In Geometry, we found that we could prove two triangles congruent using:

SAS  Side, Angle, Side
ASA  Angle, Side, Angle
AAS  Angle, Angle, Side
SSS  Side, Side, Side
HL  Hypotenuse Leg for Right Triangles. 

We also discovered that SSA did not
work to prove triangles congruent.
We politely called it the Donkey Theorem ;  ) 

By definition, the word
ambiguous means open to two or more
interpretations.
Such is the case for certain solutions when working with the Law of
Sines.

• If you are given two
angles and one side (ASA or AAS),
the Law of Sines will
nicely provide you with ONE solution
for a missing side. 

• Unfortunately, the
Law of Sines has a problem dealing
with SSA.
If you are given two sides and one angle (where you
must find an angle), the Law of Sines could possibly provide
you
with one or more solutions, or even no solution. 
Before we investigate this situation,
there are a few facts we need to remember.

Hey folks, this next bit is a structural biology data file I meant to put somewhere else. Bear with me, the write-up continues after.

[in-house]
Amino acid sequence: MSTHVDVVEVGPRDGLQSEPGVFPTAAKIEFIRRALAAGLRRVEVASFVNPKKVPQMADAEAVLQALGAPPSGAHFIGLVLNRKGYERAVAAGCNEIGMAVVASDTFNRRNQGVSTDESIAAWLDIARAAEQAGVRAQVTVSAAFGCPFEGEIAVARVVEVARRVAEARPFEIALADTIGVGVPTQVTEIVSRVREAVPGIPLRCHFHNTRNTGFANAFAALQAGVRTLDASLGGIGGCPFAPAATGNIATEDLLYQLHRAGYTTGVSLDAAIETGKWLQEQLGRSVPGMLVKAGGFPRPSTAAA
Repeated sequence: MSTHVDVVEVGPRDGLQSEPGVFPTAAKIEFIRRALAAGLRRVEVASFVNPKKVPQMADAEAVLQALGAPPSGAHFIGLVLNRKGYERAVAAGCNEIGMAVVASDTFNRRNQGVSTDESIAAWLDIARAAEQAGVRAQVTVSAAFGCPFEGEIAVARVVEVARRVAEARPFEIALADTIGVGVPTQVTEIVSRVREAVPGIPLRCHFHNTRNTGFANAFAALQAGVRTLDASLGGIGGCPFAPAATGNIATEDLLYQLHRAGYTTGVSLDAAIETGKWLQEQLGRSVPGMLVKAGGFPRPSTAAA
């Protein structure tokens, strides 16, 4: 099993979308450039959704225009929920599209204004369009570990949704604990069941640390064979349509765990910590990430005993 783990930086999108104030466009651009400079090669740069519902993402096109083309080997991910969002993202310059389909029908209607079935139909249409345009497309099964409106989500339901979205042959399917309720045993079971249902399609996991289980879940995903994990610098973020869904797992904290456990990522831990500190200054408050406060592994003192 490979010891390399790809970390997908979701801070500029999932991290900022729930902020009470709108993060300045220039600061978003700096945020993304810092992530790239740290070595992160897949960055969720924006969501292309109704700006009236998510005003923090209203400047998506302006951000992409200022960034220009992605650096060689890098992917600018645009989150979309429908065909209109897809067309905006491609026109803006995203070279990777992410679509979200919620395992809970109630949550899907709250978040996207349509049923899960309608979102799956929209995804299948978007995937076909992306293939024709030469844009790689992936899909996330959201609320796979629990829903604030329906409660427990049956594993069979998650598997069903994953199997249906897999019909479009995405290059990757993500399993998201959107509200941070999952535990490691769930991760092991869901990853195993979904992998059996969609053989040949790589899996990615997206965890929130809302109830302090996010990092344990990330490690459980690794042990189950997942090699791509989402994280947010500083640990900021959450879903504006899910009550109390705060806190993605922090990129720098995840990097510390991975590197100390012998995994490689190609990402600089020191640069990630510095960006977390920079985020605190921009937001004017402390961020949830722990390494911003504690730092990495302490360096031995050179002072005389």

Let's look at some cases. In each
example, decide whether the given information points to the existence of
one triangle, two triangles or no triangles.
Example 1:
In , a = 20,
c = 16, and m<A = 30º. How many distinct triangles can
be drawn given these measurements?
C = sin^{1} (0.4) = 24º
(to the nearest degree)  in Quadrant I.
Sine is also positive in Quadrant II. If we use the reference
angle 24º in Quadrant II,
the angle C is 156º.
But, with m<A = 30º and m<C = 156º the sum of the angles
would exceed 180º.
Not possible!!!!
Therefore, m<C = 24º, m<A
= 30º, and m<B = 126º and only ONE
triangle is possible.
Example 2:
In , a = 7,
c = 16, and m<A = 30º. How many distinct triangles can
be drawn given these measurements?
Since sin C must be < 1,
no angle exists for angle C.
NO triangle exists for these
measurements.
Example 3:
In , a = 10,
b = 16, and m<A = 30º. How many distinct triangles can
be drawn given these measurements?
B = sin^{1}(.8) =
53.13010 = 53º.
Angles could be 30º, 53º, and 97º : sum 180º
The angle from Quadrant II could create angles 30º, 127º, and 23º :
sum 180º
This example is the
Ambiguous Case.
The information given is the postulate SSA (or ASS, the Donkey Theorem), but the two triangles that
were created are clearly not congruent. We have two triangles with
two sides and the nonincluded angle congruent, but the triangles are not congruent to
each other.